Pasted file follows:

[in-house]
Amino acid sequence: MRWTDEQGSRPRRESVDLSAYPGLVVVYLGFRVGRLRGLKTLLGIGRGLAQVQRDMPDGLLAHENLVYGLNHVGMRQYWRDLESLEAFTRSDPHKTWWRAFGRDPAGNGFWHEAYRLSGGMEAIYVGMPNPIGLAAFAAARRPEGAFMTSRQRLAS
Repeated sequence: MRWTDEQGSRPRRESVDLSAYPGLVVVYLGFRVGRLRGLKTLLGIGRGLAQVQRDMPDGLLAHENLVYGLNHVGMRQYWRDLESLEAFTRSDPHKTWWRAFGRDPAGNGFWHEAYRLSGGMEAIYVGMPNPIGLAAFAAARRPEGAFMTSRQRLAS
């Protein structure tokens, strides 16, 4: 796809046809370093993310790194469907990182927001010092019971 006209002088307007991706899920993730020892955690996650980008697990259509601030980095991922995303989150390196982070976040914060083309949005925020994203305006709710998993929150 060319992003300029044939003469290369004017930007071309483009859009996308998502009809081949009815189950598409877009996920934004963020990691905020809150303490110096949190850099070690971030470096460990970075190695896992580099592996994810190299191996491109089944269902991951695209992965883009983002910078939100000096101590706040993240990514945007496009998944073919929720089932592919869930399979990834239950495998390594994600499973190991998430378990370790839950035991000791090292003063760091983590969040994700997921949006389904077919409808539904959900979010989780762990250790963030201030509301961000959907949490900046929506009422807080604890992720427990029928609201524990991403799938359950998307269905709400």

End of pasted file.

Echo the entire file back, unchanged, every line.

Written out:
[in-house]
Amino acid sequence: MRWTDEQGSRPRRESVDLSAYPGLVVVYLGFRVGRLRGLKTLLGIGRGLAQVQRDMPDGLLAHENLVYGLNHVGMRQYWRDLESLEAFTRSDPHKTWWRAFGRDPAGNGFWHEAYRLSGGMEAIYVGMPNPIGLAAFAAARRPEGAFMTSRQRLAS
Repeated sequence: MRWTDEQGSRPRRESVDLSAYPGLVVVYLGFRVGRLRGLKTLLGIGRGLAQVQRDMPDGLLAHENLVYGLNHVGMRQYWRDLESLEAFTRSDPHKTWWRAFGRDPAGNGFWHEAYRLSGGMEAIYVGMPNPIGLAAFAAARRPEGAFMTSRQRLAS
């Protein structure tokens, strides 16, 4: 796809046809370093993310790194469907990182927001010092019971 006209002088307007991706899920993730020892955690996650980008697990259509601030980095991922995303989150390196982070976040914060083309949005925020994203305006709710998993929150 060319992003300029044939003469290369004017930007071309483009859009996308998502009809081949009815189950598409877009996920934004963020990691905020809150303490110096949190850099070690971030470096460990970075190695896992580099592996994810190299191996491109089944269902991951695209992965883009983002910078939100000096101590706040993240990514945007496009998944073919929720089932592919869930399979990834239950495998390594994600499973190991998430378990370790839950035991000791090292003063760091983590969040994700997921949006389904077919409808539904959900979010989780762990250790963030201030509301961000959907949490900046929506009422807080604890992720427990029928609201524990991403799938359950998307269905709400």